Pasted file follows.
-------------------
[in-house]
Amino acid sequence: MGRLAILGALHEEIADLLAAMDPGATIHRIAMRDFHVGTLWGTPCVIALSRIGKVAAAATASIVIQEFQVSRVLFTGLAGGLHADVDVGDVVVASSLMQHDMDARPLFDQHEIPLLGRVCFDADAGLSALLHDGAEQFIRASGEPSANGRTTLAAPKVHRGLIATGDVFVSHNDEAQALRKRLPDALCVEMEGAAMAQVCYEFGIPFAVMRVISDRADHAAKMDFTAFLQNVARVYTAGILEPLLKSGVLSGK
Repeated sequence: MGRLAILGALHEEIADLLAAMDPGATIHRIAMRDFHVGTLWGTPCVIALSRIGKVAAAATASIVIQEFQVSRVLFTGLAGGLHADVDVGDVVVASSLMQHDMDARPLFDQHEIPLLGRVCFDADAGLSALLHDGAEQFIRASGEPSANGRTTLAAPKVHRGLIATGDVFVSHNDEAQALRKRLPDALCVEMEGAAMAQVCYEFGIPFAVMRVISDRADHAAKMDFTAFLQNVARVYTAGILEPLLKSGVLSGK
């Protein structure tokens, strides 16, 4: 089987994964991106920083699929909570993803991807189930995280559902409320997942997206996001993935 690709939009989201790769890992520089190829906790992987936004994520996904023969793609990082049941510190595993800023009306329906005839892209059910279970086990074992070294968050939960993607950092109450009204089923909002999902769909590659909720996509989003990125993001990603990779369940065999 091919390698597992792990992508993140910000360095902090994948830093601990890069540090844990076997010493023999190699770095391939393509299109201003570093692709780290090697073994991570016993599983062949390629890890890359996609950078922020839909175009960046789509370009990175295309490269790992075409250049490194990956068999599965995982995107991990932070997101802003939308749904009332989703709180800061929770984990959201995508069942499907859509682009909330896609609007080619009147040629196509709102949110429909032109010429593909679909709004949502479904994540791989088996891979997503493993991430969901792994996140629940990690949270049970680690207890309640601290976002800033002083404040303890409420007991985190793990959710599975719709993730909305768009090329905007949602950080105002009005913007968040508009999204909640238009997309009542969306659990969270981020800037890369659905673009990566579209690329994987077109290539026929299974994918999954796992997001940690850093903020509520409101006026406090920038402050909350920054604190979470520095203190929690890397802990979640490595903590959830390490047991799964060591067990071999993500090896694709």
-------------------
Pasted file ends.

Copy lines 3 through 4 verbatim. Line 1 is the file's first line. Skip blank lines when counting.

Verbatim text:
Repeated sequence: MGRLAILGALHEEIADLLAAMDPGATIHRIAMRDFHVGTLWGTPCVIALSRIGKVAAAATASIVIQEFQVSRVLFTGLAGGLHADVDVGDVVVASSLMQHDMDARPLFDQHEIPLLGRVCFDADAGLSALLHDGAEQFIRASGEPSANGRTTLAAPKVHRGLIATGDVFVSHNDEAQALRKRLPDALCVEMEGAAMAQVCYEFGIPFAVMRVISDRADHAAKMDFTAFLQNVARVYTAGILEPLLKSGVLSGK
């Protein structure tokens, strides 16, 4: 089987994964991106920083699929909570993803991807189930995280559902409320997942997206996001993935 690709939009989201790769890992520089190829906790992987936004994520996904023969793609990082049941510190595993800023009306329906005839892209059910279970086990074992070294968050939960993607950092109450009204089923909002999902769909590659909720996509989003990125993001990603990779369940065999 091919390698597992792990992508993140910000360095902090994948830093601990890069540090844990076997010493023999190699770095391939393509299109201003570093692709780290090697073994991570016993599983062949390629890890890359996609950078922020839909175009960046789509370009990175295309490269790992075409250049490194990956068999599965995982995107991990932070997101802003939308749904009332989703709180800061929770984990959201995508069942499907859509682009909330896609609007080619009147040629196509709102949110429909032109010429593909679909709004949502479904994540791989088996891979997503493993991430969901792994996140629940990690949270049970680690207890309640601290976002800033002083404040303890409420007991985190793990959710599975719709993730909305768009090329905007949602950080105002009005913007968040508009999204909640238009997309009542969306659990969270981020800037890369659905673009990566579209690329994987077109290539026929299974994918999954796992997001940690850093903020509520409101006026406090920038402050909350920054604190979470520095203190929690890397802990979640490595903590959830390490047991799964060591067990071999993500090896694709």